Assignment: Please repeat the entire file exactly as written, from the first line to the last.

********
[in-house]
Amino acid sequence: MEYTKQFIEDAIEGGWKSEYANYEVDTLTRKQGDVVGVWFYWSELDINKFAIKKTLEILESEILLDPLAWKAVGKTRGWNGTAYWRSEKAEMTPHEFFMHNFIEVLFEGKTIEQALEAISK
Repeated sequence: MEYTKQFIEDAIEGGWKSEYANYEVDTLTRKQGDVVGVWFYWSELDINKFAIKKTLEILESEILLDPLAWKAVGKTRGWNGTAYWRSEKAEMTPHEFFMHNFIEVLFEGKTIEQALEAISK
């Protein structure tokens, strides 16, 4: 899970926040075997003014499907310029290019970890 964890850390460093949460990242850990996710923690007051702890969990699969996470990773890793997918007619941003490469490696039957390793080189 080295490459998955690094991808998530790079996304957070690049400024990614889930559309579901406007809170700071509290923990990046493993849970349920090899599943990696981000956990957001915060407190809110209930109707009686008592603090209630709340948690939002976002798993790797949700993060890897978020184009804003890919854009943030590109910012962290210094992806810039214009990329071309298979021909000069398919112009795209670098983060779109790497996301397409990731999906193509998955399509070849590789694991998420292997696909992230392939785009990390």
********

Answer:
[in-house]
Amino acid sequence: MEYTKQFIEDAIEGGWKSEYANYEVDTLTRKQGDVVGVWFYWSELDINKFAIKKTLEILESEILLDPLAWKAVGKTRGWNGTAYWRSEKAEMTPHEFFMHNFIEVLFEGKTIEQALEAISK
Repeated sequence: MEYTKQFIEDAIEGGWKSEYANYEVDTLTRKQGDVVGVWFYWSELDINKFAIKKTLEILESEILLDPLAWKAVGKTRGWNGTAYWRSEKAEMTPHEFFMHNFIEVLFEGKTIEQALEAISK
């Protein structure tokens, strides 16, 4: 899970926040075997003014499907310029290019970890 964890850390460093949460990242850990996710923690007051702890969990699969996470990773890793997918007619941003490469490696039957390793080189 080295490459998955690094991808998530790079996304957070690049400024990614889930559309579901406007809170700071509290923990990046493993849970349920090899599943990696981000956990957001915060407190809110209930109707009686008592603090209630709340948690939002976002798993790797949700993060890897978020184009804003890919854009943030590109910012962290210094992806810039214009990329071309298979021909000069398919112009795209670098983060779109790497996301397409990731999906193509998955399509070849590789694991998420292997696909992230392939785009990390």